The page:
• The Raj attempted to quash the Forward Bloc
  • Hitler sent Bose to Japan to assist with a possible land invasion. This was unsuccessful & many of the Indians enlisted to help either deserted to the British or surrendered.
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The Cripps Mission

  • Sent by Winston Churchill to secure full Indian cooperation & support for the war effort
  • An offer of some form of independence was needed
  • Did not offer enough
  • Suggested that all Indian parties form an interim govt. of national unity under the Viceroy & his council until the end of the war & allowed states to opt out of a united India
  • Open to the idea of interim govt., but wanted more involvement of Indians, which was rejected
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The Quit India Campaign

  • Linlithgow's plan to arrest Congress leagers & deport them to Uganda fell through - indicative of level of panic within the British Government. Press censorship stepped up as a result of threat of a new independence campaign
  • Gandhi argued that an independent India could make peace with Japan. Nehru disagreed
  • August 1942: Quit India campaign began. 
  • Calls to make India ungovernable
  • Thousands imprisoned
  • Gandhi encouraged individual action. Thousands killed & injured; railway lines, police stations & govt. buildings destroyed
  • Largely unsuccessful - the Raj resisted & the army remained loyal
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The Bengal Famine, 1943-44

  • Run of poor harvests & distribution failures; loss of imports; wartime price inflation & severe weather conditions caused famine
  • Disease spread rapidly & was made worse by malnutrition
  • Thousands feld to Calcutta to beg for food
  • British & American fear of damaging their own war efforts meant they refused to help
  • Jinnah blamed the British govt. & Viceroy Wavell battled with Whitehall for more food to be sent to Bengal
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The Simla Conference, 1945

  • 1945: Viceroy Wavell travelled to London to meet with Cabinet ministers & form a new constitutional settlement
  • Executive Council was to be all-Indian, bar the Viceroy & Commander-in-Chief
  • Indian political leaders met in Simla to discuss the proposals
  • Ended in deadlock regarding how Muslim members of the council would be chosen i.e by the League or by Congress & the League
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The Cabinet Mission

  • Attlee sent a three-man cabinet mission to try to resolve India's constitutional problems
  • Expected that the Labour govt. would implement independence as promised
  • Attlee was determined to maintain a united India, appearing to rule out a separate Pakistan
  • Aimed to create positive desire for a speedy transfer of power
  • Stayed in India for 3 months, determined to break the deadlock between Congress & the League
  • Second Simla Conference in 1946 proposed an All-India Union with 3 clusters of provincial govts. & states would be allowed to secede & become independent
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The Interim Government Under Nehru?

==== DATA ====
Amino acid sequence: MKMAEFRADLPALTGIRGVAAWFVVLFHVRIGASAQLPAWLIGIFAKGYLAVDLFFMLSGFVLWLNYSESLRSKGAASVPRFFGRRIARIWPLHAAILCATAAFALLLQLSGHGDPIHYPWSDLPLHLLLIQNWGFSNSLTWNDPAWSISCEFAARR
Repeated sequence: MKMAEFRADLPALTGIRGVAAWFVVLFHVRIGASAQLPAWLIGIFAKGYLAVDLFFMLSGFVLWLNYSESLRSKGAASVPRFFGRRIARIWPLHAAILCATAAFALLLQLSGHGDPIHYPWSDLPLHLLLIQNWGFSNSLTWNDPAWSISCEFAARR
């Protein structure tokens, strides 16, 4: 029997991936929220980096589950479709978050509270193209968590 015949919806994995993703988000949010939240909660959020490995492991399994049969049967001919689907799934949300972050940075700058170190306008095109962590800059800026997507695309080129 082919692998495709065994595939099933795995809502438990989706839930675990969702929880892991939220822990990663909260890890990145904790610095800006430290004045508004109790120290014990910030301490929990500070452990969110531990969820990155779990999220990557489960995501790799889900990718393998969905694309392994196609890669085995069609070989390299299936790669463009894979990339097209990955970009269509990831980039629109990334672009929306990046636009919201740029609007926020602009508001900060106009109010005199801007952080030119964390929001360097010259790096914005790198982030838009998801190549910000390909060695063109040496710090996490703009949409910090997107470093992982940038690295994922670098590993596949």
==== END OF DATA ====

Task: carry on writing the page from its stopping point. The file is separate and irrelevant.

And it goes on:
• September 1946: Nehru became PM
  • Huge unrest & violence between Muslims & Hindus
  • Viceroy & the Raj sidelined as Congress gained more control over India
  • Jinnah became finance minister
  • Viceroy Wavell requested that British citizens & military personnel be moved to highly secure safe zones & evacuated from Calcutta & Karachi. Attlee refused & instead contemplated replacement viceroys
  • January 1947: Wavell replaced with Mountbatten
  • Power was to be handed over no later than 30 June 1948
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Mountbatten & the Decision to Withdraw

  • Strong pro-Congress sympathies. Got on well with gandhi & Nehru
  • Didn't get on with Jinnah
  • Charismatic & charming with left-leaning tendencies
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Reasons for Partition

  • Mountbatten saw Partition as the only solution to the Hindu-Muslim divide
  • Rioting in the Punjab (Muslim majority but governed by an alliance of Hindus, Sikhs & non-League Muslims)
  • Gandhi realised his dream of a united independent India was ruined
  • Indian subcontinent partitioned into India & Pakistan. East Pakistan later gained independence & became Bangladesh
  • Lots of disputes regarding the boundary
  • Princely states forced to accede to either India or Pakistan
  • British property divided between India & Pakistan
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Independence

  • Desparate & violent scramble for Indians to reach the "right" side of the border. 1 million killed in the process
  • British military evacuated
  • Mountbatten became Governor-General of India
  • Jinnah became Governor-General of Pakistan
  • Gandhi left for Bengal
  • Indian & pakistani constitutions based on the 1935 Government of india Act
  • IAS took over from the ICS
  • Major displacement caused by partition
  • January 1948: Gandhi assassinated
  • Divisions between Hindi-speaking Muslims in Bengal & Urdu-speakers in Pakistan
  • 1951: Pakistan's 1st PM, Liaquat Ali Khan, assassinated
  • Conflicts between Pakistan & India over Kashmir
  • Both pakistan & India later became republics